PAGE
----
Meet: to worship, pray, talk – other than Sundays. There are lots of groups within our own Church community at St John the Divine, but also at Christ Church Cathedral, First Metropolitan, Grace Lutheran and beyond.  There are inter-faith groups and meditation groups, social action groups – all ways of exploring and putting into action a living and vibrant faith.
One way, perhaps helpful, can be to think in terms of what have  been traditionally called ‘Spiritual Disciplines’
For an easy and enjoyable read on the subject I recommend John Ortberg’sThe Life You’ve Always Wanted’ (terrible title, sounds like a self-help book, but the content is excellent!).  Ortberg looks at ancient practice in new ways, exploring the tradition of monastics and others over many centuries within a contemporary framework.  There is no definitive list of ‘Spiritual Disciplines’ but they include practices such as:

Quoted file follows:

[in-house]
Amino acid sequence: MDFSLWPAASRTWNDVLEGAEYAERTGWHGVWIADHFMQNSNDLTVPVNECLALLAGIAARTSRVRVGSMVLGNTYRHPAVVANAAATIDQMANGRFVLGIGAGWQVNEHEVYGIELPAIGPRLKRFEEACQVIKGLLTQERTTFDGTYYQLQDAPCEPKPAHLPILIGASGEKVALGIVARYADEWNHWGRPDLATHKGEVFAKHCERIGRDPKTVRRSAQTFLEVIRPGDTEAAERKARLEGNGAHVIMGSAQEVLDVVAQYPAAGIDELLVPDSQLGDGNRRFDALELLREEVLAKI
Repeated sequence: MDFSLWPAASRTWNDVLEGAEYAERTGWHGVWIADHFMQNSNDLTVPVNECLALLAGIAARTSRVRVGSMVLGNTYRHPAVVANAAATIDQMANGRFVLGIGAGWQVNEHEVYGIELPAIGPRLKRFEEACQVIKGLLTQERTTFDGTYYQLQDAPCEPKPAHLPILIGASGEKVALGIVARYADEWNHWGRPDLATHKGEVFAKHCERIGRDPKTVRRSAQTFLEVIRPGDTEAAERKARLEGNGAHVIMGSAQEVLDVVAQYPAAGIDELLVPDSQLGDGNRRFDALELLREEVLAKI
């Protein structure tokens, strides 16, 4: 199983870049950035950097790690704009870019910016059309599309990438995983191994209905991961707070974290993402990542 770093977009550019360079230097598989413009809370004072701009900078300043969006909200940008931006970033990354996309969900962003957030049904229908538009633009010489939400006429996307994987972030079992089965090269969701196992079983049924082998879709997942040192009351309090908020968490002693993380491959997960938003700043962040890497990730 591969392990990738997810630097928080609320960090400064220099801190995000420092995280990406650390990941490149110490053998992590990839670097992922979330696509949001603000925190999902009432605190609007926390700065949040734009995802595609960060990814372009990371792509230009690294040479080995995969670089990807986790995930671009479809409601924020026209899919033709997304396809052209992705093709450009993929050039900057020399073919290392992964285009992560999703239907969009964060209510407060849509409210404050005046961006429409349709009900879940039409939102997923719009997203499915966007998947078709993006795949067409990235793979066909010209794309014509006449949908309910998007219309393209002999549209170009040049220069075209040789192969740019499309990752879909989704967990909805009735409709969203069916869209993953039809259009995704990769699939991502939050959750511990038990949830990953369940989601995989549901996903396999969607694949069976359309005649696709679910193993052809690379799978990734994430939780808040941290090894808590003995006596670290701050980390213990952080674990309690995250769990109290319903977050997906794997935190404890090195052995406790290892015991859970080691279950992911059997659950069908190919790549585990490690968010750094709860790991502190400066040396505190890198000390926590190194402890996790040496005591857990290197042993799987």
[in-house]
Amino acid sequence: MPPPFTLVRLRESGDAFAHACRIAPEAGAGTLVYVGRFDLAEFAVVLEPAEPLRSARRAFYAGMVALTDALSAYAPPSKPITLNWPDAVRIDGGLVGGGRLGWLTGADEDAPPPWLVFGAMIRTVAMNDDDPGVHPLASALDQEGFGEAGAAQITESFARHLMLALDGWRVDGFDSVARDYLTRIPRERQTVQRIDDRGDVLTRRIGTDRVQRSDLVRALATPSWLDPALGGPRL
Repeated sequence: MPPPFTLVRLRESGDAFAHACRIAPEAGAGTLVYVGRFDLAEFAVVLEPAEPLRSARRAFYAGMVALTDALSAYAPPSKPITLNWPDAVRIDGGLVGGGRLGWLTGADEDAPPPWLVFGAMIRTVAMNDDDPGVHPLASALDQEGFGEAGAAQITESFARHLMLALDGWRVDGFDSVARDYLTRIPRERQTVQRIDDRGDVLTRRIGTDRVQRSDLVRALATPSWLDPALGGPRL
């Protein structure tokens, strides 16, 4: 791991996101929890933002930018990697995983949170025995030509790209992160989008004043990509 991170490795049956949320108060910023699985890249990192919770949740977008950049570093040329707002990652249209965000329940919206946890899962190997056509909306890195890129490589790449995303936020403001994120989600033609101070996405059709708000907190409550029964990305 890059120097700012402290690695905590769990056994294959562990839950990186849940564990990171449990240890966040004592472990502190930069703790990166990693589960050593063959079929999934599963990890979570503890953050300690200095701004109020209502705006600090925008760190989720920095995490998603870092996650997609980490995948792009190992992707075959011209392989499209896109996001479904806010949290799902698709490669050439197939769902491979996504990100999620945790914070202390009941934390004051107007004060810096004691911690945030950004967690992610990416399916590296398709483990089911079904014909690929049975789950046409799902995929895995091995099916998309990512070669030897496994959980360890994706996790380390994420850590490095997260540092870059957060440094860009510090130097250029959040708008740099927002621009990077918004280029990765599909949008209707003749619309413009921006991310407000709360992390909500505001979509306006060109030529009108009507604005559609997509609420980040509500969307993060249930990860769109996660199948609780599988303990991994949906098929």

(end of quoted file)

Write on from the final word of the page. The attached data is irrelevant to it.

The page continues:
• Celebration
  • Slowing
  • Prayer
  • Servanthood
  • Confession
  • Secrecy
  • Scriptural reflection/meditation
                                                 and much more.
Some would describe the careful and intentional attempt to practise these disciplines, indeed any attempt to pay attention to our spiritual life, formation and growth, as best served by seeking to follow a ‘rule of life’ such as comes from the monastic movement.